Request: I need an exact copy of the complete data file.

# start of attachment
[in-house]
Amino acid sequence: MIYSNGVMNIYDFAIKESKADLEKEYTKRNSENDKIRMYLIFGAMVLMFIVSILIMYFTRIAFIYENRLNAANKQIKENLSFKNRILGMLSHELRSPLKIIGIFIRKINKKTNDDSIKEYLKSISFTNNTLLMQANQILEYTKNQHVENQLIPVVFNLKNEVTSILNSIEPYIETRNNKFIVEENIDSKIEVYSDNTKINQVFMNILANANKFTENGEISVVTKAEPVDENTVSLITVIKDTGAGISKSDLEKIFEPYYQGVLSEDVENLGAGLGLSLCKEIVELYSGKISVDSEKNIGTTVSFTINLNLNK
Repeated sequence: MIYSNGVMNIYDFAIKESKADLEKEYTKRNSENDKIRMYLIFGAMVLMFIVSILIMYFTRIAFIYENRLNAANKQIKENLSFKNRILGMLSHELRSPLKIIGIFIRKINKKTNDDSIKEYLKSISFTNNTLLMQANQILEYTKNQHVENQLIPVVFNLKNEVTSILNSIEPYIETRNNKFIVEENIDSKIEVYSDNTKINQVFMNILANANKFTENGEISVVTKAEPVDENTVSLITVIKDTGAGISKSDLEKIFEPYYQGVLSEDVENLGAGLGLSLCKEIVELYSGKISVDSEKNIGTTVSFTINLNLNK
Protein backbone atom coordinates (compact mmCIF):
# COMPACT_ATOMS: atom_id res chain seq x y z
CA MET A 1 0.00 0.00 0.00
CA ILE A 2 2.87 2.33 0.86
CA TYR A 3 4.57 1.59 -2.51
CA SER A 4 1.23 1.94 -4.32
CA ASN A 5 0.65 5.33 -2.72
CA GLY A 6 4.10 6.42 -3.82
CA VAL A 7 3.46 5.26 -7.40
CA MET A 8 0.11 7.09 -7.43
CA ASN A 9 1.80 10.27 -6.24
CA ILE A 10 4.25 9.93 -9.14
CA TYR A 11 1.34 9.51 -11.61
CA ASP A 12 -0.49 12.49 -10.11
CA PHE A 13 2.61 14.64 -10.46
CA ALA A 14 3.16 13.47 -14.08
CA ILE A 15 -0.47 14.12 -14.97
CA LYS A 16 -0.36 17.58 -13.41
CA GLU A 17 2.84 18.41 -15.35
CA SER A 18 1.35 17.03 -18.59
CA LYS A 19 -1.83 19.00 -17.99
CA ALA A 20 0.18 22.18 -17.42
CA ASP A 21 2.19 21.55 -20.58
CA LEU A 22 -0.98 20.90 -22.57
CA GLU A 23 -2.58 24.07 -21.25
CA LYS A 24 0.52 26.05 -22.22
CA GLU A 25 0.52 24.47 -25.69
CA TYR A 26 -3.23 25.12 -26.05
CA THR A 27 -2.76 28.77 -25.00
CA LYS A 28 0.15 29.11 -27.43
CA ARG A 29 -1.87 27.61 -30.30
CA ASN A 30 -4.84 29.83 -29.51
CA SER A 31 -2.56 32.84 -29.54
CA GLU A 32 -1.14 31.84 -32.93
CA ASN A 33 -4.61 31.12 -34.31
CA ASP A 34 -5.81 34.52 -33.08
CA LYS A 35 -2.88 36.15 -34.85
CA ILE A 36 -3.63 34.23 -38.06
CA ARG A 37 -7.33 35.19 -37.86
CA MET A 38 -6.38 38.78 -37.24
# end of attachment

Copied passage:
[in-house]
Amino acid sequence: MIYSNGVMNIYDFAIKESKADLEKEYTKRNSENDKIRMYLIFGAMVLMFIVSILIMYFTRIAFIYENRLNAANKQIKENLSFKNRILGMLSHELRSPLKIIGIFIRKINKKTNDDSIKEYLKSISFTNNTLLMQANQILEYTKNQHVENQLIPVVFNLKNEVTSILNSIEPYIETRNNKFIVEENIDSKIEVYSDNTKINQVFMNILANANKFTENGEISVVTKAEPVDENTVSLITVIKDTGAGISKSDLEKIFEPYYQGVLSEDVENLGAGLGLSLCKEIVELYSGKISVDSEKNIGTTVSFTINLNLNK
Repeated sequence: MIYSNGVMNIYDFAIKESKADLEKEYTKRNSENDKIRMYLIFGAMVLMFIVSILIMYFTRIAFIYENRLNAANKQIKENLSFKNRILGMLSHELRSPLKIIGIFIRKINKKTNDDSIKEYLKSISFTNNTLLMQANQILEYTKNQHVENQLIPVVFNLKNEVTSILNSIEPYIETRNNKFIVEENIDSKIEVYSDNTKINQVFMNILANANKFTENGEISVVTKAEPVDENTVSLITVIKDTGAGISKSDLEKIFEPYYQGVLSEDVENLGAGLGLSLCKEIVELYSGKISVDSEKNIGTTVSFTINLNLNK
Protein backbone atom coordinates (compact mmCIF):
# COMPACT_ATOMS: atom_id res chain seq x y z
CA MET A 1 0.00 0.00 0.00
CA ILE A 2 2.87 2.33 0.86
CA TYR A 3 4.57 1.59 -2.51
CA SER A 4 1.23 1.94 -4.32
CA ASN A 5 0.65 5.33 -2.72
CA GLY A 6 4.10 6.42 -3.82
CA VAL A 7 3.46 5.26 -7.40
CA MET A 8 0.11 7.09 -7.43
CA ASN A 9 1.80 10.27 -6.24
CA ILE A 10 4.25 9.93 -9.14
CA TYR A 11 1.34 9.51 -11.61
CA ASP A 12 -0.49 12.49 -10.11
CA PHE A 13 2.61 14.64 -10.46
CA ALA A 14 3.16 13.47 -14.08
CA ILE A 15 -0.47 14.12 -14.97
CA LYS A 16 -0.36 17.58 -13.41
CA GLU A 17 2.84 18.41 -15.35
CA SER A 18 1.35 17.03 -18.59
CA LYS A 19 -1.83 19.00 -17.99
CA ALA A 20 0.18 22.18 -17.42
CA ASP A 21 2.19 21.55 -20.58
CA LEU A 22 -0.98 20.90 -22.57
CA GLU A 23 -2.58 24.07 -21.25
CA LYS A 24 0.52 26.05 -22.22
CA GLU A 25 0.52 24.47 -25.69
CA TYR A 26 -3.23 25.12 -26.05
CA THR A 27 -2.76 28.77 -25.00
CA LYS A 28 0.15 29.11 -27.43
CA ARG A 29 -1.87 27.61 -30.30
CA ASN A 30 -4.84 29.83 -29.51
CA SER A 31 -2.56 32.84 -29.54
CA GLU A 32 -1.14 31.84 -32.93
CA ASN A 33 -4.61 31.12 -34.31
CA ASP A 34 -5.81 34.52 -33.08
CA LYS A 35 -2.88 36.15 -34.85
CA ILE A 36 -3.63 34.23 -38.06
CA ARG A 37 -7.33 35.19 -37.86
CA MET A 38 -6.38 38.78 -37.24